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Gifts and gratuities in government contracting: free key chains, hats, meals, and invitations to golf tournaments may be "business as usual" in the commercial world, but government employees and contractors play by stricter rules.

On a typical government contract, contractors and government employees have a great deal of interaction. At any point in time, a sales manager may buy a meal for his government client, a contracting officer's technical representative may receive a shirt with a company's logo from his contractor counterpart, or a company may ask a colonel to come to its meeting to speak about the latest technological advances.

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Although these transactions may be acceptable in the commercial world, failure to know which rules apply to a government employee-contractor relationship can expose a contractor and the government employee to civil or criminal liability. Learning these important rules may prevent someone in your organization or command from making an avoidable mistake.

Background

Because of the requirement to maintain public trust and eliminate any conflict, or appearance of conflict, Congress and the executive agencies have produced numerous rules and ethical guidance on the limitations and best practices for accepting gifts or gratuities from outside sources.

The first step in our analysis comes from 5 USC [section]7353, which states that
  No member of Congress or officer or employee of the executive,
  legislative, or judicial branch shall solicit or accept anything of
  value from a person--


(1) Seeking official action from, doing business with, or (in the case of executive branch officers and employees) conducting activities regulated by, the individual's employing entity; or

(2) Whose interests may be substantially affected by the performance or nonperformance of the individual's official duties. (1)

Executive Order 12674 updated several longstanding executive orders on the subject of gifts and gratuities (2) and provided meaningful text on the reasons for the rules--among them "to ensure every citizen can have complete confidence in the integrity of the federal government" and "that employees shall not use public office for private gain." The Office of Government Ethics (OGE) is charged with establishing and maintaining the standards for enforcing these rules. Primary among them is the prohibition from accepting gifts or gratuities from a prohibited source.

What Is a Gift or Gratuity?

A gift is essentially defined as anything of value (e.g., a material good, such as golfing fees, tickets, key chains, or gift baskets) or a service (e.g., professional financial advice, painting, a carwash). It also can be a discount on a good or service, if not covered by an exemption. It can be a forbearance of debt or obligation, such as forgiveness of a loan. It can be given directly (taking a government employee on vacation) or indirectly (giving a government employee's child a scholarship, if not properly exempted, or donating to a charity at the direction or suggestion of the employee.) (3)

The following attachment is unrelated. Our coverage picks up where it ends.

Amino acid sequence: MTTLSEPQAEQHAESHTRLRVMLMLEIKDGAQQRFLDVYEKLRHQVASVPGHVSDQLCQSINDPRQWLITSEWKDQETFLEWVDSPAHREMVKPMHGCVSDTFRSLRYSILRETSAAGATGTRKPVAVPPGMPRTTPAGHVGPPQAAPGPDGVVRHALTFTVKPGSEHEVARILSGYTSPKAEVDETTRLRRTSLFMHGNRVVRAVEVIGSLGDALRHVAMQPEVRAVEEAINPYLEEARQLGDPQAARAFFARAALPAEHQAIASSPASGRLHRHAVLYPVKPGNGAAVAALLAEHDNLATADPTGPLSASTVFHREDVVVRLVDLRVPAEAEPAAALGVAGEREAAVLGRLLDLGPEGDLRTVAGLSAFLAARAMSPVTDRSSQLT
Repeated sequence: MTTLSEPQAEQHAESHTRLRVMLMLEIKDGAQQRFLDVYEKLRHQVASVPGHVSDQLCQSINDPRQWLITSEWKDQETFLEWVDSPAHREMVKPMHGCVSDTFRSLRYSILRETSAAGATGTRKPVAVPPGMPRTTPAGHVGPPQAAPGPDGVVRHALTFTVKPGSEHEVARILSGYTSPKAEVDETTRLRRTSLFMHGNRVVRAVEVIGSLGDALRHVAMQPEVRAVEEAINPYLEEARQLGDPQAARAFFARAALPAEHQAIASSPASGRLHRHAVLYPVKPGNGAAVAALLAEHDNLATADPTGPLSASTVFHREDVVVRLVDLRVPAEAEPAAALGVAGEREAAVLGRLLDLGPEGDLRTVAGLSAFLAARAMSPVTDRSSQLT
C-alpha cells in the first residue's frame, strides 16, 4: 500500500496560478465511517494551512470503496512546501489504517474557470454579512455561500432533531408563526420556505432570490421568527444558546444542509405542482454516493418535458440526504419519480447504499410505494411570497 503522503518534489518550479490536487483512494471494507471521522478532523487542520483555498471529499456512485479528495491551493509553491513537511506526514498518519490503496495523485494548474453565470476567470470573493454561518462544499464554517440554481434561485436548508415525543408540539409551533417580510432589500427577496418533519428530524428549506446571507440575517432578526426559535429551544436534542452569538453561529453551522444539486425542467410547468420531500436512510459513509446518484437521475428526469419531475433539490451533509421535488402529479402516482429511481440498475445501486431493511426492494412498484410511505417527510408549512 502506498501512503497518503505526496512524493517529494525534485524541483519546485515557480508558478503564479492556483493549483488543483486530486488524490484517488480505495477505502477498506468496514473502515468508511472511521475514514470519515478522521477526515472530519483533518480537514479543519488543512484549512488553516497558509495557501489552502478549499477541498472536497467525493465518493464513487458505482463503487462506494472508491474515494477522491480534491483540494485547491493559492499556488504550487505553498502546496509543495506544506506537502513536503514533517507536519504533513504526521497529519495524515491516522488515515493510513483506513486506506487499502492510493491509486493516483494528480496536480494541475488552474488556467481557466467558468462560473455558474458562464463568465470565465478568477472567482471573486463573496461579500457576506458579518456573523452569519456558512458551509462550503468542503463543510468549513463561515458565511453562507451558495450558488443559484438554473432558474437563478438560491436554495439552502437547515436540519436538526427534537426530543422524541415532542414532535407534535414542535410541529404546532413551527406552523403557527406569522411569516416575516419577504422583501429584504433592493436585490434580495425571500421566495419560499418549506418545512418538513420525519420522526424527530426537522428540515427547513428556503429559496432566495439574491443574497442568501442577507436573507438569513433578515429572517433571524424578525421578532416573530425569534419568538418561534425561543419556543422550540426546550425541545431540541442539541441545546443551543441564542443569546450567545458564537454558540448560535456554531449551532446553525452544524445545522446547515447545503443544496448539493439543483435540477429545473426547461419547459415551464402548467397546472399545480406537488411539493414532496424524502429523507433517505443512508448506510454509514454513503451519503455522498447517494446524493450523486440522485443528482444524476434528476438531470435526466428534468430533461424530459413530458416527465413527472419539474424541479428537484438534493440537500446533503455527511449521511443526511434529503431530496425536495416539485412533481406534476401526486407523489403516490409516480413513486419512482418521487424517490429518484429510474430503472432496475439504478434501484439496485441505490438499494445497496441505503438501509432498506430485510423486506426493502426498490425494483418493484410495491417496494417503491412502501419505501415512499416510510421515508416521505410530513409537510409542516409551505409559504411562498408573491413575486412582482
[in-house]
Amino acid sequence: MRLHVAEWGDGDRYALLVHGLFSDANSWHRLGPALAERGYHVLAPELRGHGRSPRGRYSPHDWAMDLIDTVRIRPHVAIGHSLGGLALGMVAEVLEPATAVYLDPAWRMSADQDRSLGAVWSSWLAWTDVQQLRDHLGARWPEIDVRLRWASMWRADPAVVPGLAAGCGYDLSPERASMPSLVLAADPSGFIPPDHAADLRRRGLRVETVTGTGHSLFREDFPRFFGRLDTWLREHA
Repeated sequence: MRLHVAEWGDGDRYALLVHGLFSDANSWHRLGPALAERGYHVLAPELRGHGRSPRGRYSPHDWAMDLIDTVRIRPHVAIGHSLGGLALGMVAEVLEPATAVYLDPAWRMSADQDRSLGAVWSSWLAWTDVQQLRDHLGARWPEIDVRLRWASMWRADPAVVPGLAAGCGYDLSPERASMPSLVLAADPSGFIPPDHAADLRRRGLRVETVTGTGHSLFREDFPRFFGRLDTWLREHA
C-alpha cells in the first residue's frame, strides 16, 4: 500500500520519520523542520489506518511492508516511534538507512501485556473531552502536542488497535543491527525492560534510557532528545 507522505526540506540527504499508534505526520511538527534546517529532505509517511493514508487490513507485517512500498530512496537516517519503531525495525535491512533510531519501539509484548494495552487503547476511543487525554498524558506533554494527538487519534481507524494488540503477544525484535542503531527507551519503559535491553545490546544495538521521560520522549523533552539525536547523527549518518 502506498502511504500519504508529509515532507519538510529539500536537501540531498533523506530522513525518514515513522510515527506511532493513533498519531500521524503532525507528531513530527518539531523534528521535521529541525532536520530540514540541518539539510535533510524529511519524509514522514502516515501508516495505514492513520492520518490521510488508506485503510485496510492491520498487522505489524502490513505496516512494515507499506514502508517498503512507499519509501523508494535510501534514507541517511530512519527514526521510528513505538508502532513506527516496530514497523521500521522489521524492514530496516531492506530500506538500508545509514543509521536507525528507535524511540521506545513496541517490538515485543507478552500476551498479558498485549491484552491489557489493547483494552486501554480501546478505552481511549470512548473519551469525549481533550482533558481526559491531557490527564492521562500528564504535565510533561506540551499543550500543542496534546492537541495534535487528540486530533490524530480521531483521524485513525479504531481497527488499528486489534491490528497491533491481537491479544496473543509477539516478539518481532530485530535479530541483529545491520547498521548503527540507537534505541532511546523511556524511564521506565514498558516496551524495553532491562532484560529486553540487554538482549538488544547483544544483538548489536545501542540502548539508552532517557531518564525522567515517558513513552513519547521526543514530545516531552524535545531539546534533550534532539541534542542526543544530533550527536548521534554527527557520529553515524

Who Is a Prohibited Source?

Persons listed as prohibited sources include people seeking business or other favorable action from an agency. (4) Favorable actions include contract awards and modifications, as well as policy decisions, regulatory actions, legal rulings, employment or hiring decisions, tax or zoning rulings, and the like. It includes any individual in the entire company, not just the project manager or individual seeking the contract or favorable action. This knowledge is critically important for large companies that have multiple points of contact with key government officials.

Exceptions

There are nine exceptions to the definition of "gift," and there are 21 exceptions under which it is acceptable to accept a gift (discussed later). The nine stated categories of things that are explicitly "not a gift" are as follows:

* Modest refreshments, defined as food or drink "incidental to a meal" (although meals are prohibited, coffee, donuts, and snacks that are not a meal are exempt); (5)

* Items of little intrinsic value (6) (including items such as holiday cards, certificates of appreciation, and even plaques or trophies, but not gift certificates or any monetary item that accompanies such an award);

* Loans from banks with generally available terms (This category exempts lenders and allows them to make loans to government employees on terms that are generally available to the public. It would not allow a loan on terms materially more favorable than to members of the public.); (7)

* Opportunities and benefits (discounts) widely available to all federal employees or military personnel; (8)

* Rewards and prizes; (9)

* Pensions or retirement benefits by a former employer; (10)